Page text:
The knives have been quietly sharpening for some time and these last few months have seen the long-awaited attack begin in fine style as Drupal’s detractors – the proprietary servers who incidentally happen to be its competitors – could stand the heat no more.
EPiServer, a proprietary content management system, was the first to explode thanks to an article published in September by Swedish Drupal Agency, NodeOne. The now infamous article set out to compare Drupal against several proprietary products including EPiServer, SiteVision, Sitecore, Polopoly and Escenic and came to the conclusion that should surprise none of us by now – Drupal is the best.
I suspect EPiServer wishes that it had tried a little harder to withstand the heat we all now know it felt under the collar at that point. Its knee-jerk reaction was to serve a cease and desist order effectively demanding that NodeOne un-publish its comparison between Drupal and other CMSs immediately and never mention EPiServer in any form of marketing again.
Unfortunately for EPiServer its legal advice failed it and NodeOne got counter legal advice which outlined that the agency was entitled to make that comparison and was under no obligation to meet EPiServer’s demands.
In terms of victory, think David and Goliath. Not only did NodeOne make the point that Drupal is better than closed source solutions and win the right for all of us to officially continue saying so whilst attracting further attention to the Open Source cause, it proved, in the process, that Drupal is seen as posing a very real risk by the big boys. No longer is it an irritating itch that won’t go away, it is a credible and significant threat.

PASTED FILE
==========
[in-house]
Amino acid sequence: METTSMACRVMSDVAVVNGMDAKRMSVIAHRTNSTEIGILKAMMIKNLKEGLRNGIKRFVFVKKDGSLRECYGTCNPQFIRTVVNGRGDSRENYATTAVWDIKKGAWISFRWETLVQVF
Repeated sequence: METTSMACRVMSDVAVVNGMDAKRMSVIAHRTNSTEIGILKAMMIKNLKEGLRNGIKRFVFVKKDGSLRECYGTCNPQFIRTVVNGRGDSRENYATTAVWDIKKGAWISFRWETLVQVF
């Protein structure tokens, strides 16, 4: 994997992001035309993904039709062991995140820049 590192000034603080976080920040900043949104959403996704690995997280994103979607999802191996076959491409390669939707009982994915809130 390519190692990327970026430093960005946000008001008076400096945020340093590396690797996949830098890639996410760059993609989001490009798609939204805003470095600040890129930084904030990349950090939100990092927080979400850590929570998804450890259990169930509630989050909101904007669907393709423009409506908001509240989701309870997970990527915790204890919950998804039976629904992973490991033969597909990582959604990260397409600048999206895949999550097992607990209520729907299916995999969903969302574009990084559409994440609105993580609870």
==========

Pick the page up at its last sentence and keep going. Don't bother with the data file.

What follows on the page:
A recent article by Sitecore, vendor of a proprietary CMS, titled, ‘the Siren Song of Open Source CMS’ attempted a hatchet job on Drupal, summarising that all Drupal’s capabilities are ‘a mile wide and an inch deep’. Founder of Drupal, Dries Buytaert was quick to shoot down all the points made in the article noting that the spate of anti-Drupal material being churned out by the proprietary software vendors serves to clearly demonstrate that Drupal is now more than just a threat to these companies – it is hurting them.
It has taken over 10 years for Drupal to truly evolve. Now approximately 10,000 people work on Drupal and its momentum continues to build. Microsoft is a key sponsor of Drupal events and a supporter of its products and eBay has announced that it is moving its new X.commerce website to Drupal dropping the proprietary Jive software platform the site previously used.
And so, EPiServer and Sitecore and their contemporaries are right to panic. With the advent of one of Drupal’s most accomplished and senior member, Moshe Weitzman’s migrate module it has never been easier to pull data into Drupal. The floodgates are open in every sense and there is now no barrier to Drupal adoption. The heat can only intensify. It’s going to be a very interesting 2012…
Update - DotNetNuke goes for Drupal, Wordpress and Joomla
DotNetNuke appear tohave started an advertising campaign comparing itself against its' Open Source counterparts. Aspects highlighted in these adverts are innacurate and misleading.